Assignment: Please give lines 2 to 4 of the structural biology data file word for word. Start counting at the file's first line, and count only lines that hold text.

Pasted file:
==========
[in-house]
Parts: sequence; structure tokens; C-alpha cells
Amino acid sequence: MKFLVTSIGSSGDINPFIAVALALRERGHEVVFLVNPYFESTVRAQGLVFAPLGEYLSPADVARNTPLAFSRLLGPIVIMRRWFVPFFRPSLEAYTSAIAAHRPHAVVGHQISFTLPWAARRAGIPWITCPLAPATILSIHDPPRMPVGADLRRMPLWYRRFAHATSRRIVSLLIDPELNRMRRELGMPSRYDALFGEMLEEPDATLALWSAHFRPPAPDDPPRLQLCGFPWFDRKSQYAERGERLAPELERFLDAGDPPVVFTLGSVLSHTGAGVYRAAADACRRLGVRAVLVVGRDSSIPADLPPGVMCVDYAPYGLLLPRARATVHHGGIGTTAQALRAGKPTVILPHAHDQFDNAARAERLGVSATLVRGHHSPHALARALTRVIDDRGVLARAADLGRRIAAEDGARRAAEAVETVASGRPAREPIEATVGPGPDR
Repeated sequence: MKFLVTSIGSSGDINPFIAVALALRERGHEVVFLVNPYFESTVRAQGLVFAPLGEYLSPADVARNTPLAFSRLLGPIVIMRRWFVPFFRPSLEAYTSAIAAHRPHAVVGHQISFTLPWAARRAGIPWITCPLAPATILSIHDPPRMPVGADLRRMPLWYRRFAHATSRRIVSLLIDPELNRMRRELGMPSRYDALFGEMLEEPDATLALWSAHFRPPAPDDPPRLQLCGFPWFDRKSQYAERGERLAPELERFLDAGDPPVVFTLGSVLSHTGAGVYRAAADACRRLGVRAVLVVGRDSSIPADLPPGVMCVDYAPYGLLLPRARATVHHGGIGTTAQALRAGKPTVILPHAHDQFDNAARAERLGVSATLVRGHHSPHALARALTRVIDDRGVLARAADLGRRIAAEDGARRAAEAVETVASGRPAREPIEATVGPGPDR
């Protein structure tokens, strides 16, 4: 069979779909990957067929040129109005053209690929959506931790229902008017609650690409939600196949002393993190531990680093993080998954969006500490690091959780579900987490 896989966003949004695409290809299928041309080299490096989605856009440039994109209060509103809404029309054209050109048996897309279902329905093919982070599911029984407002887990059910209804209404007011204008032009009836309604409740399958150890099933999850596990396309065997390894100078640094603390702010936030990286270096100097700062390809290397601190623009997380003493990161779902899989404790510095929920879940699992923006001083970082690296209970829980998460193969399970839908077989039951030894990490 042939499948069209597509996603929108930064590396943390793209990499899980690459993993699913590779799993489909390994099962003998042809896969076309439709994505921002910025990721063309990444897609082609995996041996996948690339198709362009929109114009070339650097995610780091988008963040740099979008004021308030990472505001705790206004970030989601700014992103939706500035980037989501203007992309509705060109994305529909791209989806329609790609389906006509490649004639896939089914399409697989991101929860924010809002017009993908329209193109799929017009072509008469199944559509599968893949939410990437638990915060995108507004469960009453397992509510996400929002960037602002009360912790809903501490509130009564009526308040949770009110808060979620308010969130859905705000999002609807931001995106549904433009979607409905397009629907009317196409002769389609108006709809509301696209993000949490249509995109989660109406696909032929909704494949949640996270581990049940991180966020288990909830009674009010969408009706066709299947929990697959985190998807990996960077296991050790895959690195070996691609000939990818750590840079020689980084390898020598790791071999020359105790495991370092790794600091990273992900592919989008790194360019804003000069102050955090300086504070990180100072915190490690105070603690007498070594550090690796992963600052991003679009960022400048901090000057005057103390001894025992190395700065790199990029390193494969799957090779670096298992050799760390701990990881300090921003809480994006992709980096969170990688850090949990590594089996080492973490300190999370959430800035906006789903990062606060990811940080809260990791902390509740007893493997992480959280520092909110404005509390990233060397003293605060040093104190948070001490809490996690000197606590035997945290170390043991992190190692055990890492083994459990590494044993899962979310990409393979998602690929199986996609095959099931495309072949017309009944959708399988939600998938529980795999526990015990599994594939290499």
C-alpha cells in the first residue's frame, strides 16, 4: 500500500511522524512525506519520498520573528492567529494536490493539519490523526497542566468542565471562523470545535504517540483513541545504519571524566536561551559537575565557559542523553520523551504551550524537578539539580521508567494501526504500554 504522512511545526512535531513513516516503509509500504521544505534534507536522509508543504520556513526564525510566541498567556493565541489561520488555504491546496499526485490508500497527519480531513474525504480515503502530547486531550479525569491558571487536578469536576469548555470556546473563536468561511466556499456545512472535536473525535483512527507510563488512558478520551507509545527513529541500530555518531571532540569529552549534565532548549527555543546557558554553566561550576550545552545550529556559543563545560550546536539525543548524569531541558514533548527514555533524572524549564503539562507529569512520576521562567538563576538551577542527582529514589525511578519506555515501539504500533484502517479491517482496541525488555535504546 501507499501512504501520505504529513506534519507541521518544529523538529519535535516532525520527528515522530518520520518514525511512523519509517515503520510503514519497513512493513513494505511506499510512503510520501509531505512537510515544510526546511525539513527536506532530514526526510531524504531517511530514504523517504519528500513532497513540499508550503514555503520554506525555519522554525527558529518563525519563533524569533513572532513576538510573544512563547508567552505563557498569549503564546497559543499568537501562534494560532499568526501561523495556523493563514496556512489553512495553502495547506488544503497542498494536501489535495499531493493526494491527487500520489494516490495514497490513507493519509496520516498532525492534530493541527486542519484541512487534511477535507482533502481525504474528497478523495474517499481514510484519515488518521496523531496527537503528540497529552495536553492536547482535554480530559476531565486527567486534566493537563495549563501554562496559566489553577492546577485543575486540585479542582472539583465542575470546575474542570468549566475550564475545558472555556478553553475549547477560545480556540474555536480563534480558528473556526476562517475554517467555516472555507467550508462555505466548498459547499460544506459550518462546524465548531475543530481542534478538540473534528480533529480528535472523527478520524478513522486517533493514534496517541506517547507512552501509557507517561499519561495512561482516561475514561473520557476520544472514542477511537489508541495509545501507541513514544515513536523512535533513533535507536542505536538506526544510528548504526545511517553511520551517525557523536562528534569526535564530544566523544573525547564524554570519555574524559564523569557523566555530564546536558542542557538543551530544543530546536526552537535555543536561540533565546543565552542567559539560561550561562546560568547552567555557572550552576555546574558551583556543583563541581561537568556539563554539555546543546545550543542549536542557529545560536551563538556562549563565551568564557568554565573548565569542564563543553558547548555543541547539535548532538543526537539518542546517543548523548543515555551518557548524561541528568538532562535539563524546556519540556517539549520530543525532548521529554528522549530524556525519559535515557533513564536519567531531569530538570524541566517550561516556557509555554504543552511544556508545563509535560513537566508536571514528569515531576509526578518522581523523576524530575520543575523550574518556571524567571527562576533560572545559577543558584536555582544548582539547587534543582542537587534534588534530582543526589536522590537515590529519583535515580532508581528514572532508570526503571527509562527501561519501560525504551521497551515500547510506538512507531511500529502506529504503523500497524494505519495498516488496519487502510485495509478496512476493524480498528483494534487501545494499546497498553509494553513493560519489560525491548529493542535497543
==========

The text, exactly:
Parts: sequence; structure tokens; C-alpha cells
Amino acid sequence: MKFLVTSIGSSGDINPFIAVALALRERGHEVVFLVNPYFESTVRAQGLVFAPLGEYLSPADVARNTPLAFSRLLGPIVIMRRWFVPFFRPSLEAYTSAIAAHRPHAVVGHQISFTLPWAARRAGIPWITCPLAPATILSIHDPPRMPVGADLRRMPLWYRRFAHATSRRIVSLLIDPELNRMRRELGMPSRYDALFGEMLEEPDATLALWSAHFRPPAPDDPPRLQLCGFPWFDRKSQYAERGERLAPELERFLDAGDPPVVFTLGSVLSHTGAGVYRAAADACRRLGVRAVLVVGRDSSIPADLPPGVMCVDYAPYGLLLPRARATVHHGGIGTTAQALRAGKPTVILPHAHDQFDNAARAERLGVSATLVRGHHSPHALARALTRVIDDRGVLARAADLGRRIAAEDGARRAAEAVETVASGRPAREPIEATVGPGPDR
Repeated sequence: MKFLVTSIGSSGDINPFIAVALALRERGHEVVFLVNPYFESTVRAQGLVFAPLGEYLSPADVARNTPLAFSRLLGPIVIMRRWFVPFFRPSLEAYTSAIAAHRPHAVVGHQISFTLPWAARRAGIPWITCPLAPATILSIHDPPRMPVGADLRRMPLWYRRFAHATSRRIVSLLIDPELNRMRRELGMPSRYDALFGEMLEEPDATLALWSAHFRPPAPDDPPRLQLCGFPWFDRKSQYAERGERLAPELERFLDAGDPPVVFTLGSVLSHTGAGVYRAAADACRRLGVRAVLVVGRDSSIPADLPPGVMCVDYAPYGLLLPRARATVHHGGIGTTAQALRAGKPTVILPHAHDQFDNAARAERLGVSATLVRGHHSPHALARALTRVIDDRGVLARAADLGRRIAAEDGARRAAEAVETVASGRPAREPIEATVGPGPDR